Each of these five albums shone when it appeared. Now assembled into a set they represent the pinnacle of the last 25 years of US jazz.
For at least a decade before Paul Motian’s death in 2011 the great drummer/composer/band-leader was the beacon for what jazz could be in its post-free, post-fusion era, without falling back on neo-bop conservatism or needing an injection of world-music influences.
To Motian the answer was elementary: play with simplicity, truth, instinct, playfulness, passion and imagination. Tell stories and weave dreams. Spurn virtuosity and prescriptive thinking. Play from the heart in the moment and all will fall into place.
It does. Across five albums of go-anywhere adventuring anchored to a repertoire of Broadway standards.
His trio with Bill Frisell (guitar) and Joe Lovano (tenor saxophone) made the first two, augmented by Charlie Haden’s mighty bass. The surprises start at track one, Volume 1 (1988), when a relatively straight-ahead reading of Liza is shattered by Frisell’s distorted guitar scorching like a meteor across the music. Somewhere Over The Rainbow has the guitarist sprinkling magic dust over every note, and Haden answers the question of What Is This Thing Called Love with a solo that is both tender and robust. My Heart Belongs To Daddy is played with affection, and lovingly deconstructed.
Recorded a year later, Volume 2’s Good Morning Heartache exemplifies how Motian’s brushes fuse with Frisell’s guitar in a Milky Way of sonic softness and infinite tiny highlights. Inevitably Moonlight Becomes You is a feature for Frisell, whose whole concept seems an evocation of the night sky. Bess, Oh Where Is My Bess drips with yearning, and All The Things You Are embodies the group’s capacity to constantly shake off over-familiarity.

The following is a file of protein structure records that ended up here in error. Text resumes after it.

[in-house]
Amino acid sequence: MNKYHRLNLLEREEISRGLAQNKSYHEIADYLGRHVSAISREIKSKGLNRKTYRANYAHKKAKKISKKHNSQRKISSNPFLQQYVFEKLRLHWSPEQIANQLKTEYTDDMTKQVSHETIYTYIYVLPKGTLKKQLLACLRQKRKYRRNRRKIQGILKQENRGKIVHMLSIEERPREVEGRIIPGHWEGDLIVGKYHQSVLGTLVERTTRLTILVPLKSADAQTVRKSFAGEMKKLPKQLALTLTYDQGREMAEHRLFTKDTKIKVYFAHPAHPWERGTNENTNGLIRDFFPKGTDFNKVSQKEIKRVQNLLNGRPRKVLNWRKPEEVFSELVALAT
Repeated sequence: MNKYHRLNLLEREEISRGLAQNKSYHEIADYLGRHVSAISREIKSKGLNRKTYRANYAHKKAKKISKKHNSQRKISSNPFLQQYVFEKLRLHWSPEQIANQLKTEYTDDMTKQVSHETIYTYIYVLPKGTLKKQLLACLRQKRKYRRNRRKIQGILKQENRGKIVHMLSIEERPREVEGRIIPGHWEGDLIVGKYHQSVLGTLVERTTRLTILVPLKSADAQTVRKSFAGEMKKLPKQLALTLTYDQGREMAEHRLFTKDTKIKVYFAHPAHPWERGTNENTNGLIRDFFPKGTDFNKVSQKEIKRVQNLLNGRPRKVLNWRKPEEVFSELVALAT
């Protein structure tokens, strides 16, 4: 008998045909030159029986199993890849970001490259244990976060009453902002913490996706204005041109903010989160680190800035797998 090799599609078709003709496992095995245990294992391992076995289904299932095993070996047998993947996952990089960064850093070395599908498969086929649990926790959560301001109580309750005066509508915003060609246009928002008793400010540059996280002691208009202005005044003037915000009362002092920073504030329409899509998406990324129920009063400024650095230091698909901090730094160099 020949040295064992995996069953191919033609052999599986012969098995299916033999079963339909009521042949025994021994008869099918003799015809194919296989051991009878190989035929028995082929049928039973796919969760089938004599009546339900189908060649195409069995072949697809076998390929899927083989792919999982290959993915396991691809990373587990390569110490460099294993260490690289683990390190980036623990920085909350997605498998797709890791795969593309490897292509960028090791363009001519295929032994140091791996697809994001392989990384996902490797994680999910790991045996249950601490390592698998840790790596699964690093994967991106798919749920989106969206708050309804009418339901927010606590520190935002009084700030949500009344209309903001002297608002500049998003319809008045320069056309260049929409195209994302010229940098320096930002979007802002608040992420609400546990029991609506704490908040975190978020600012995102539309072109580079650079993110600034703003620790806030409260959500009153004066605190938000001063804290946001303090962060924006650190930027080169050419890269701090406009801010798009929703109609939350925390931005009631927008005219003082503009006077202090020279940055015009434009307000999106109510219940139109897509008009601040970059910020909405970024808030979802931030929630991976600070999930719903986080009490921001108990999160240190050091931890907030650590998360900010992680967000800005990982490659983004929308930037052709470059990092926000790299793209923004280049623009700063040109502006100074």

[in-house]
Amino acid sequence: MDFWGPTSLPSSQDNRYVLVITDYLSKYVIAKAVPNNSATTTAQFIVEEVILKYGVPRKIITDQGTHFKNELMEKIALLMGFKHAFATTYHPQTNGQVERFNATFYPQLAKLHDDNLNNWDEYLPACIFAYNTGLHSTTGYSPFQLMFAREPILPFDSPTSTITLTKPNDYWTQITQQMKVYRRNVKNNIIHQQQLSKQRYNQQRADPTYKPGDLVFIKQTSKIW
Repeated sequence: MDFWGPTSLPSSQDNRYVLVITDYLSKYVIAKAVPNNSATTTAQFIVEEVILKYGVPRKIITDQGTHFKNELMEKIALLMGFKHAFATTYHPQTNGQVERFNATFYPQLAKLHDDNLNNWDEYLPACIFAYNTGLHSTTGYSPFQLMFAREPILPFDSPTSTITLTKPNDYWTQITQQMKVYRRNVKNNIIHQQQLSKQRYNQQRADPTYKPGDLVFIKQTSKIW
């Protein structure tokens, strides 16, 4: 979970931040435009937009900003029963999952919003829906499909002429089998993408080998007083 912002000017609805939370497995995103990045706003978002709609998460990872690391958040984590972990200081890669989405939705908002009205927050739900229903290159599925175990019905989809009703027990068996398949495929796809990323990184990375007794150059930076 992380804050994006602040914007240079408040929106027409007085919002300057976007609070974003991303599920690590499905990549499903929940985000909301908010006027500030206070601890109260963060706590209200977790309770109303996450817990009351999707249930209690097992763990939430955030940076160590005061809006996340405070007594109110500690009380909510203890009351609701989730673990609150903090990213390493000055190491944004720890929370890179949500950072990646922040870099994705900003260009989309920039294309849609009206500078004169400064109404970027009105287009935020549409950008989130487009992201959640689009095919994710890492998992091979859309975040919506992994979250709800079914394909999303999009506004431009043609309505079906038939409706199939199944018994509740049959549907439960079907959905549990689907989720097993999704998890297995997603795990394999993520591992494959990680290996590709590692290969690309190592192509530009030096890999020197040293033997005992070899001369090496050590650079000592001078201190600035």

Lovano plays fast tempos with the same laid-back insouciance he brings to ballads. When Lee Konitz joins the band for Volume 3 (1991) the two saxophones are like a pair of graceful yachts gliding over gently rhythmic waves, and, on I Wish I Knew, disappearing into a Turner-esque haze. But then the whole band can also swing as hard as anyone. Ever.
The final two discs have been reviewed here before. For Volume 4 (2005), Motian’s new trio with saxophonist Chris Potter and bassist Larry Grenadier was joined by Rebecca Martin (vocals) and Masabumi Kikuchi. Don’t let the lesser star-power of the cast fool you: this is extraordinary. Potter reins himself in towards introspection, Kikuchi daubs the music with an eccentric genius to match Motian’s, and Martin’s world-weary delivery makes Tea For Two startlingly moving.
Volume 5 (2008) saw Motian and Kikuchi joined by saxophonists Loren Stillman and Michael Attias and bassist Thomas Morgan. This, too excels, as Motian continued to colour air molecules with truth and beauty, and propel them into our ears.